Christchurch and the Id of government

18/09/2012 § 6 Comments

Yesterday’s post on Hobbes and Locke started me thinking about a psychoanalytic mapping of the same concepts. In particular, the Christchurch rebuild is a physical manifestation of governing will. In ordinary times, social and institutional inertia put a check on the will of government to impose its vision on a city. Christchurch is not in ordinary times, so the checks aren’t there.

The new decision about Christchurch schools reveals just how much the Id is in charge. A conservative government is supposed to be guided by a few key principles, and these should form its Superego. Some of these principles are local control, smaller government, personal responsibility, and rewarding individual effort. The decision to merge a large number of schools, to develop large-scale campuses, and to push through changes over local opposition, are all contrary to such principles. The disconnect between the expectation and the practice is obvious in this quote:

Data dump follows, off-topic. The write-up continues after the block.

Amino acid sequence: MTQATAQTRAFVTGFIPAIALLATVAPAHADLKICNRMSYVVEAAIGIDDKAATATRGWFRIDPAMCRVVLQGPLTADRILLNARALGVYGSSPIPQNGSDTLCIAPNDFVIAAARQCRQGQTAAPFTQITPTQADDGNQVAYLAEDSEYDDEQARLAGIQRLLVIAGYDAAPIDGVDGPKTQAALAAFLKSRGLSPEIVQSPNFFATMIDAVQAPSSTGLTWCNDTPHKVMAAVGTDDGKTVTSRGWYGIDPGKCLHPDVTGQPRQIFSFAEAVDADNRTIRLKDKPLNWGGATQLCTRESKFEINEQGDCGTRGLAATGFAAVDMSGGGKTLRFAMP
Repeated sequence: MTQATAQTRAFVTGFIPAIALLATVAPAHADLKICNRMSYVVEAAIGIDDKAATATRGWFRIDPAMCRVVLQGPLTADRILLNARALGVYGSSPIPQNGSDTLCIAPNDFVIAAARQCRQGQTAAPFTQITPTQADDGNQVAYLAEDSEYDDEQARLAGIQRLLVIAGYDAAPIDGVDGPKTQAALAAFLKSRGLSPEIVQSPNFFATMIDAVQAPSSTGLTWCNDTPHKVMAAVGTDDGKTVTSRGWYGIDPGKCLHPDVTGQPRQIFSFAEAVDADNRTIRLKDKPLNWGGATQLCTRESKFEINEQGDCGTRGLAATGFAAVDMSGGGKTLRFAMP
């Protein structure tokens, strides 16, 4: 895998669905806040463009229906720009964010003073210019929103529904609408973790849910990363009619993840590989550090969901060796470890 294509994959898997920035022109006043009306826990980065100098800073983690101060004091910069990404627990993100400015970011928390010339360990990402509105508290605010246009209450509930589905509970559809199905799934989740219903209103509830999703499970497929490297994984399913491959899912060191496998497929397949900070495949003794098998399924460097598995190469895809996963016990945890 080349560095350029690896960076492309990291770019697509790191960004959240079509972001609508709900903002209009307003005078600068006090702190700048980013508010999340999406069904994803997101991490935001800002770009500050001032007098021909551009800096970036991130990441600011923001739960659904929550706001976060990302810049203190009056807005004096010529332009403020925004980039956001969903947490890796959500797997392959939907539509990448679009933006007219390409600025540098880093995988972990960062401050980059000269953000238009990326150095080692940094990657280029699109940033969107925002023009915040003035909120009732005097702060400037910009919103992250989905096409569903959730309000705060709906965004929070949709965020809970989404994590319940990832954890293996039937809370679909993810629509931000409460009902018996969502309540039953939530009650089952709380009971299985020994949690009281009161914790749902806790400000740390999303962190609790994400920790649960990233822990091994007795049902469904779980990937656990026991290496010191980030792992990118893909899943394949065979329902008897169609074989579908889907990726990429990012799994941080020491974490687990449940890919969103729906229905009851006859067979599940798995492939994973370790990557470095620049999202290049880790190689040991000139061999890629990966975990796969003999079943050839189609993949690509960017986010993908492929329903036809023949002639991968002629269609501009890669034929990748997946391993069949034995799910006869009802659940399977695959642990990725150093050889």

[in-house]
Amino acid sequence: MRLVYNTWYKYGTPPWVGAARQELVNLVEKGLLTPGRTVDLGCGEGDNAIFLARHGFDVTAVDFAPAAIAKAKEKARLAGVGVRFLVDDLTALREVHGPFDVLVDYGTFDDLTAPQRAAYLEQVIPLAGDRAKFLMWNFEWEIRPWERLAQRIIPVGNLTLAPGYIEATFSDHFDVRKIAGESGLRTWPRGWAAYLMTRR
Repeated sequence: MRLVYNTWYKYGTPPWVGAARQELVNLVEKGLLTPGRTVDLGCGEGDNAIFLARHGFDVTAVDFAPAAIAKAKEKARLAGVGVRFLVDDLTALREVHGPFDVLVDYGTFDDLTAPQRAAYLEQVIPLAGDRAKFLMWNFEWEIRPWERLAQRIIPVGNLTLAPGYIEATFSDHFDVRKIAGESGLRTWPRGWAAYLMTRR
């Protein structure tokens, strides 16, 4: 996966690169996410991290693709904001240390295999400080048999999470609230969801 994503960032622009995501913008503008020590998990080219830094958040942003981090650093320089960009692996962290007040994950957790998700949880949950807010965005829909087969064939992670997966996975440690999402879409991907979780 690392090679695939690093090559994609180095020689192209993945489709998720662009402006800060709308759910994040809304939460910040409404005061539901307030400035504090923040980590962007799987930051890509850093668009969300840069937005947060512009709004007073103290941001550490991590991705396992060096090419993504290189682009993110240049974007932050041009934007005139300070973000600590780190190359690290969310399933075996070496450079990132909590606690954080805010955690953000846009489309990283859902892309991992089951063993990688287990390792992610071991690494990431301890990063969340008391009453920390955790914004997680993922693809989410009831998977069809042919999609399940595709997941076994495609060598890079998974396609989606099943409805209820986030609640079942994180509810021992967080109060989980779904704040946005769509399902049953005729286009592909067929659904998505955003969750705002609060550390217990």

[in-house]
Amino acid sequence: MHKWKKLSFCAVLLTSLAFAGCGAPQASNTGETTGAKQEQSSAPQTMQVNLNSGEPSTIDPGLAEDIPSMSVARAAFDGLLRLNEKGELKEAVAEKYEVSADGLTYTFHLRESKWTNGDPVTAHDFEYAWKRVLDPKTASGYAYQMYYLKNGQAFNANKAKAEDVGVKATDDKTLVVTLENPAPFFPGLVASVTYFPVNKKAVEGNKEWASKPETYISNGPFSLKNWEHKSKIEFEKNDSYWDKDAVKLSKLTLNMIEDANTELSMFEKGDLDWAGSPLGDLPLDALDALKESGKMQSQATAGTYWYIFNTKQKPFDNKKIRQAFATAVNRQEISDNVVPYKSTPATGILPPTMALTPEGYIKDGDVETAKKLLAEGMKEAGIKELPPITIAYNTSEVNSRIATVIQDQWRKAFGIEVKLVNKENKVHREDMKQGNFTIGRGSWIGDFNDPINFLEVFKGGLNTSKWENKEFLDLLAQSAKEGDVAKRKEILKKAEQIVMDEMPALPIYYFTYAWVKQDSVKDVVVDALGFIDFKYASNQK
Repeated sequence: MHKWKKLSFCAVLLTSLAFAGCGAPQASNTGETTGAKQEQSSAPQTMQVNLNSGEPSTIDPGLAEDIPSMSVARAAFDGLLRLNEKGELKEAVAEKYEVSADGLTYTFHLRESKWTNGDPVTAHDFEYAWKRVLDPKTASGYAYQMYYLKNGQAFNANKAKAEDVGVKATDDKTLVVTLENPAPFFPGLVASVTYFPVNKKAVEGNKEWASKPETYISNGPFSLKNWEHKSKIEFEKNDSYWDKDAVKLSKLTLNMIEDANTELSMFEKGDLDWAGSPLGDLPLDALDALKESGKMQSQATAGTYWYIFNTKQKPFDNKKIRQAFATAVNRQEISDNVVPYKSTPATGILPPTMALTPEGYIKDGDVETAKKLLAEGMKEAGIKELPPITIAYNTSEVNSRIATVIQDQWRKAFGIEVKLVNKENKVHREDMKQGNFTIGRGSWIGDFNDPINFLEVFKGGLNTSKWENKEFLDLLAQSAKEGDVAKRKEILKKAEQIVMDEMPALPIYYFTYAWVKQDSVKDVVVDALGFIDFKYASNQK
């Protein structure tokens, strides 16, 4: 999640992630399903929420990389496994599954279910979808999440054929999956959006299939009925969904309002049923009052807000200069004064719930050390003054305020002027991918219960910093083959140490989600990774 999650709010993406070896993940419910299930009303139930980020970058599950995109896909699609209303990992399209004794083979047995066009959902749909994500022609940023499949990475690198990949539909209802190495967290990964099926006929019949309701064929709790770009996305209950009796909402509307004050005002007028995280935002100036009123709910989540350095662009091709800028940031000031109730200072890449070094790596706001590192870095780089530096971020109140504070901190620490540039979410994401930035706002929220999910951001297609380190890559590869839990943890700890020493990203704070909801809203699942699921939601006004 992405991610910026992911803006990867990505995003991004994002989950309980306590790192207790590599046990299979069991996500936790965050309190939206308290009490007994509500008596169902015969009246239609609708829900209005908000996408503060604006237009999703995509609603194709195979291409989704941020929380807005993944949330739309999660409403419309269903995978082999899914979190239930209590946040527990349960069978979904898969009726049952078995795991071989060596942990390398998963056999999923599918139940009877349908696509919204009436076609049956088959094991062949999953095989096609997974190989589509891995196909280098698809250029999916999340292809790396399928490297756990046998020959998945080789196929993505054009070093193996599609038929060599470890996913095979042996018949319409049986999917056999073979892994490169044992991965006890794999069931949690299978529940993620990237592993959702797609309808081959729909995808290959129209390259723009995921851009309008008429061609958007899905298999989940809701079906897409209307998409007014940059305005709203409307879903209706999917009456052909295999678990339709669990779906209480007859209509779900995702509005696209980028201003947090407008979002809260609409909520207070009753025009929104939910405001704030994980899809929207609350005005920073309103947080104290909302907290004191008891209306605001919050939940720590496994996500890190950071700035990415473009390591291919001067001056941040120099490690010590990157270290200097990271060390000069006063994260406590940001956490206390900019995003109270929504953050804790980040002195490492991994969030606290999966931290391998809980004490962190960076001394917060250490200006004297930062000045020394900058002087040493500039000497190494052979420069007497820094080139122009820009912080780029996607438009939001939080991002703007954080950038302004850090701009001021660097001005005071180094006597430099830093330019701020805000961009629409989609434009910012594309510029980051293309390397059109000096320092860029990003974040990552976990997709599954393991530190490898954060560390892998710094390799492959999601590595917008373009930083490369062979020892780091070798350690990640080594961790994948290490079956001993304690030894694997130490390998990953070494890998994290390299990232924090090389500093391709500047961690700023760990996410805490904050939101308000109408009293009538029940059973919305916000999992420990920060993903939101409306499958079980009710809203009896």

Principals are also upset they still have no idea about the rationale behind the proposals to close, merge and relocate their schools.

But there is no rationale behind the proposal, because the Id is in charge. We expect the Superego to be strong with this one, but instead the government is trying to take the place of the Superego. All of this was signalled even before the earthquakes, with the take-over of ECan. That move — regardless of whatever fig-leaf of legality was artfully arranged — was completely contrary to what should have been conservative principles.

What we see, instead, is that whatever the Ministers in charge decide to do is A Good Thing because they decided to do it. That kind of behaviour — disordered, impulsive, unreflective — is characteristic of the Id.

It is also the world of Hobbes, in which I do what I want because I want. The control is from outside:  a stronger Id places a limit on mine, and our Egos sort out some rational balance of power. The Lockean world has more of the Superego: we internalise the relationships and order of our society, and they limit our impulses.